Readers of the Bulletin of the Atomic Scientists are informed, intelligent readers that range from those with an interest of the issues to policymakers and opinion makers from over 150 countries. The Bulletin publishes information from leading scientists and security experts who explore the potential for terrible damage to societies from human-made technologies. We focus as well on ways to prevent catastrophe from the malign or accidental use of nuclear, carbon-based, and biology-based technologies.
The Bulletin bridges the gap between experts and lay audiences. We identify the most authoritative experts and publish their reports in print and online for distribution to policy leaders and the broader public. We stimulate those on the forefront of research to communicate directly with a public eager for firsthand and authoritative perspectives. We contribute to public discussion and help shape the global security agenda.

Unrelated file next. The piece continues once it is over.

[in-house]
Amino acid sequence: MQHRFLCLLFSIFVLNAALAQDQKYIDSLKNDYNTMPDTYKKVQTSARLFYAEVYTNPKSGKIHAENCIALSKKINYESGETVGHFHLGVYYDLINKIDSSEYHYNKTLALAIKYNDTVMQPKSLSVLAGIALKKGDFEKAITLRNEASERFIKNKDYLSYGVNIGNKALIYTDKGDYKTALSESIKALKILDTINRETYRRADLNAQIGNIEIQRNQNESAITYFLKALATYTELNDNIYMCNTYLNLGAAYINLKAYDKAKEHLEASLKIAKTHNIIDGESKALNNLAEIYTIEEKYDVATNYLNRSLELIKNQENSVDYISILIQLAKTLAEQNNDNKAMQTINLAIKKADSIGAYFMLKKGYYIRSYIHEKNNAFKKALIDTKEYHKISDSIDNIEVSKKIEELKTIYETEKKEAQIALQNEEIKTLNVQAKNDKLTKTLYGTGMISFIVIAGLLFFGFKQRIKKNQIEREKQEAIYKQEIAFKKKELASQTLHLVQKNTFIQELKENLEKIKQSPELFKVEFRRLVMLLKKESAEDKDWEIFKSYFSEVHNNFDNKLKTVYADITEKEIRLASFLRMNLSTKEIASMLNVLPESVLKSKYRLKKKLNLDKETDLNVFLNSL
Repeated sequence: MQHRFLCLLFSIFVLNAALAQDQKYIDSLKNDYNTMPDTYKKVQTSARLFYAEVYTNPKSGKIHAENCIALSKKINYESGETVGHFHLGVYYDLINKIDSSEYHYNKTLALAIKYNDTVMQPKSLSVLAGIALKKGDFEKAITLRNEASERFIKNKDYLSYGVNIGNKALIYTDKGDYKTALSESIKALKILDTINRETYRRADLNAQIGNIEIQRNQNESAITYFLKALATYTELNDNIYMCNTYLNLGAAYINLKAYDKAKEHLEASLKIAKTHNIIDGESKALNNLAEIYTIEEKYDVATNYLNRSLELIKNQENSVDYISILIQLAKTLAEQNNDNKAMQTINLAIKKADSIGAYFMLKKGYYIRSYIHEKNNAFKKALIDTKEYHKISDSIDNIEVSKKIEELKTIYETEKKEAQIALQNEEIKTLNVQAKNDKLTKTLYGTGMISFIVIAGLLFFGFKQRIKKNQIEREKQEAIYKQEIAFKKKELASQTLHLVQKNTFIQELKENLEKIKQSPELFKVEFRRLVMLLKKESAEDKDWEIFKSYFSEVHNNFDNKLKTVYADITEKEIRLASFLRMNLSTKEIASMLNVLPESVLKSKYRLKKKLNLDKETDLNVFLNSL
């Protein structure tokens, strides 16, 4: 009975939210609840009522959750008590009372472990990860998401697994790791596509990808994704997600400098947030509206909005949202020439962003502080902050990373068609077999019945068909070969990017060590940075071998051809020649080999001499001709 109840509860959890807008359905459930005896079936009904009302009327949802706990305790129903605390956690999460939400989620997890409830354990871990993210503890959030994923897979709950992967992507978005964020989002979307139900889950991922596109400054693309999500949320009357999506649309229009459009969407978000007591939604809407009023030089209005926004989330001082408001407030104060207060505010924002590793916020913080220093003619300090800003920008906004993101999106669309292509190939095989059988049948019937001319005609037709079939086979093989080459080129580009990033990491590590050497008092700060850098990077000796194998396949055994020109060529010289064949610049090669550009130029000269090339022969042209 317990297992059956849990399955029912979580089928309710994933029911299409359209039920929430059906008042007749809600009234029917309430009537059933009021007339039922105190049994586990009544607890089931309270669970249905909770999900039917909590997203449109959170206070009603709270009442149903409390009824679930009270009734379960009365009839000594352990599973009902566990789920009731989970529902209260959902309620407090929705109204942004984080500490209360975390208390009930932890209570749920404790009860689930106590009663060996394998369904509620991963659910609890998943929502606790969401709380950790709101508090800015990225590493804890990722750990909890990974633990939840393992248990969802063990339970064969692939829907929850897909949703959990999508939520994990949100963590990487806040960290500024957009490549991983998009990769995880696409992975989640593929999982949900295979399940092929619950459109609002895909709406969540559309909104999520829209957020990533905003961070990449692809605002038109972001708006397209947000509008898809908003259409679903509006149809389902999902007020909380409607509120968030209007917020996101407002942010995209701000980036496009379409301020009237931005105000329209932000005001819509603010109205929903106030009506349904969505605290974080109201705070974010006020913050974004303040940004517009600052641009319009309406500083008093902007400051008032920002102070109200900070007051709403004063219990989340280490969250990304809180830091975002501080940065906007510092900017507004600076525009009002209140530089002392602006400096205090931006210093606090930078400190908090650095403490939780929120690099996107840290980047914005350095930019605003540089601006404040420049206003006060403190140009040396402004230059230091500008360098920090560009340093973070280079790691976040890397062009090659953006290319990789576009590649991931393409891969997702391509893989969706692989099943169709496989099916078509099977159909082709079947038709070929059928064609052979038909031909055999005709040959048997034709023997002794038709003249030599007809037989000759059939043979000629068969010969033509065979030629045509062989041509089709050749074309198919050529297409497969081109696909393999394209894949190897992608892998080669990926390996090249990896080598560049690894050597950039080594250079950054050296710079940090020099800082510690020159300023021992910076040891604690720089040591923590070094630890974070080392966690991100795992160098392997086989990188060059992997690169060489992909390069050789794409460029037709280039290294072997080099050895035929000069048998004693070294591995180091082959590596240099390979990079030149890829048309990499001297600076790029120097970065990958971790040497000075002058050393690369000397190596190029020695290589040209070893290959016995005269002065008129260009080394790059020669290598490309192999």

Our readers turn to the Bulletin to find articles that cannot be found anywhere else and to make sense or fill in the gaps of these topics when they are to be found elsewhere. Our readers want to understand the issues and take ownership of them; they want to learn something, and they want to be provoked. They don’t want technical language that is esoteric and inaccessible. The articles are edited and, at times, re-worked by Bulletin editors. This is important to realize, as we do not publish unedited articles.
Before you submit, please do consider the following:
Read the journal and the web site. This is by far the best way to get a sense of what kind of articles we publish.
Journal. The bimonthly journal features long form articles that are between 2,000-4,000 words; it is not the word count but the voice and the angle of the pieces that make the journal distinctive. Read it to understand what the distinction is—we want you to tackle tough topics, make strong arguments, and offer strong take-aways. All authors must sign a writer’s agreement with our publisher, Sage, to ensure that the article that is published is not (and will not) be published anywhere but in the Bulletin.